The Thriller video broke the usual format. It was creepy, catchy, and ghoulishly entertaining. The video features, dialogue, singing, and dancing scenes. It cost a whopping $500,000 dollars by the end of final production. Over $35,000 per minute. Other music videos during this time worked with budgets around $50,000. Pocket change compared to Thriller.

Jackson wanted this video to transcend the medium. He worked alongside director John Landis and famous makeup artist Rick Baker to make this video a success. When asked about the inspiration for the video Jackson states that he simply wanted to turn into a monster. He was fascinated with horror movies and metamorphosis. The video was filled with realistic sets, incredible makeup, and the choreography for the thriller dance. This eye catching, yet simple dance can be performed by almost anybody. Go ahead, give it a try!

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This music video changed the way music was portrayed on film. It established the music video industry and became a motivating factor for artists to creatively express themselves in a manner other than through their music.

The Thriller song and video impacted youth culture of the 1980’s and today. It influenced not only popular music but also media, film, video games, toys, fashion, dance, and many other areas of popular youth culture. Jackson’s famous choreography changed the role of dance in pop music drastically. From the graceful slide of his moonwalk to the smooth transitions in the thriller dance, he was a dancing genius. He influenced pop artists to incorporate dance in their music videos and brought dance to the forefront of popular music. Jackson was also influential on 1980’s fashion. The iconic red Thriller jacket, white gloves, and flashy outfits were a staple of 1980’s fashion thanks to MJ.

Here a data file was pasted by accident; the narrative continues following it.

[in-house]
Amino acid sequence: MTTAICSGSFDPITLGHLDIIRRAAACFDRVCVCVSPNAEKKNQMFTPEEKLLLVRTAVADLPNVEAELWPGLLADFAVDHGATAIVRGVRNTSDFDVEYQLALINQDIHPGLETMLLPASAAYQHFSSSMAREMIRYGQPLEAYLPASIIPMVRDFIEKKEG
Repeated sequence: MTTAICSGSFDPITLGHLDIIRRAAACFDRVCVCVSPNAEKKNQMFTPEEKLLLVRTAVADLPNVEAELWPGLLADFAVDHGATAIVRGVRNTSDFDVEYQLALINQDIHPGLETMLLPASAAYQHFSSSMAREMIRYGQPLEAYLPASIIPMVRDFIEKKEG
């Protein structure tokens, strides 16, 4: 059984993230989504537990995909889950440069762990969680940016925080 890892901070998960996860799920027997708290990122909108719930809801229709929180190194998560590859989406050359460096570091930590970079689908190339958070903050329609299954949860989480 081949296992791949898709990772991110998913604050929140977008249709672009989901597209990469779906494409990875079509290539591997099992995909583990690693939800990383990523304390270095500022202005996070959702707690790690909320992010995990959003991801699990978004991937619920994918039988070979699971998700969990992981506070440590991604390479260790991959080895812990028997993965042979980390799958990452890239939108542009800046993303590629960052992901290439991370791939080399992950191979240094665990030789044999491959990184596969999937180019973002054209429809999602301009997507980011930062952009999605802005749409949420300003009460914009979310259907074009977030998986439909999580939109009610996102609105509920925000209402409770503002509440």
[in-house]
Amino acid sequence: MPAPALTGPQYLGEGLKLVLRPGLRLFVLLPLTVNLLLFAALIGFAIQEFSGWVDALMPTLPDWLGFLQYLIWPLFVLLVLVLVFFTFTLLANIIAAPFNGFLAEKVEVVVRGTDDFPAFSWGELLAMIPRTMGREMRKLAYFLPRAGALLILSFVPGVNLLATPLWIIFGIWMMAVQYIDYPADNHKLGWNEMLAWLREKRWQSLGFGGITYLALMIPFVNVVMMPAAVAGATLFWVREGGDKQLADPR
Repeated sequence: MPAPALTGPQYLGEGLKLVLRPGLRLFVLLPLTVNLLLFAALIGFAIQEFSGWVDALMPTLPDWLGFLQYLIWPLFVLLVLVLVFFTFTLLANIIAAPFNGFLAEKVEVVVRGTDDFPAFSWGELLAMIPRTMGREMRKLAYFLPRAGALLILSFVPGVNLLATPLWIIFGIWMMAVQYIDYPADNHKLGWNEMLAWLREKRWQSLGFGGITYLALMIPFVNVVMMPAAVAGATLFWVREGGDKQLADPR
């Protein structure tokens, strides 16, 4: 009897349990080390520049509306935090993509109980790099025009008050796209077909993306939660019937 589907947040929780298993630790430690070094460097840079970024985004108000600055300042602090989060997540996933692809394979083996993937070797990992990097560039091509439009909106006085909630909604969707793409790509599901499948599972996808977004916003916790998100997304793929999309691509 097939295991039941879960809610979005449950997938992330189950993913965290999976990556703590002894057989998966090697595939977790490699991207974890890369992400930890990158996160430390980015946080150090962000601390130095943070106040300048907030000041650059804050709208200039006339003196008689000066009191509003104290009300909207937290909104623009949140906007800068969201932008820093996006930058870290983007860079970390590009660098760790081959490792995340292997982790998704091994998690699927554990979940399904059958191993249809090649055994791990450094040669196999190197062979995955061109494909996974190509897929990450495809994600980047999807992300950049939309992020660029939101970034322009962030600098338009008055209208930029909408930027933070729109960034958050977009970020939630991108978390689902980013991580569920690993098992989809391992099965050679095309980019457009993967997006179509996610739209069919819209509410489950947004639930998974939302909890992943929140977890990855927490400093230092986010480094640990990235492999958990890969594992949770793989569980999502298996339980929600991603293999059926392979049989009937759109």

He was a true youth culture phenomenon and as quoted by Charlie Kendall from New York’s WNEW-FM, “Michael Jackson is mass culture, not pop culture-he appeals to everybody.” Now 32 years later and almost 6 years after his death, the legacy of Michael Jackson still lives on in American culture.

Heather Tondreau
March 25, 2015
Revised: April 7, 2015
Revised: April 19, 2015

Exclusive Interview from 1983 from Michael Jackson to check out:

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Work Cited

Dale Andrews, Communications and Multimedia Technology (Digital Overdrive: Burlington, Ontario, 2008), 186-191.

“Director: Funds for ‘Thriller’ were tough to raise”, last modified April 29, 2008,‘.

Gil Kaufman, “Michael Jackson’s ‘Thriller’ added to national film registry, Music Television, December 30, 2009, accessed March 4, 2015,

Nancy Griffen. “The Thriller Diaries”, Vanity Fair, July 2010, accessed March 2, 2015,

Pareles, Jon. “Michael Jackson at 25: A Musical Phenomenon”, New York Times, January 1984, accessed April 16, 2015,

Phil Hebblewaite. “How Michael Jackson’s Thriller changed music videos forever.” The Guardian, November 21, 2013. Accessed March 11, 2015.

Steven Greenberg, “Michael Jackson’s ‘Thriller’ at 30: How one album changed the world”, Billboard, November 30, 2012, accessed March 2, 2015,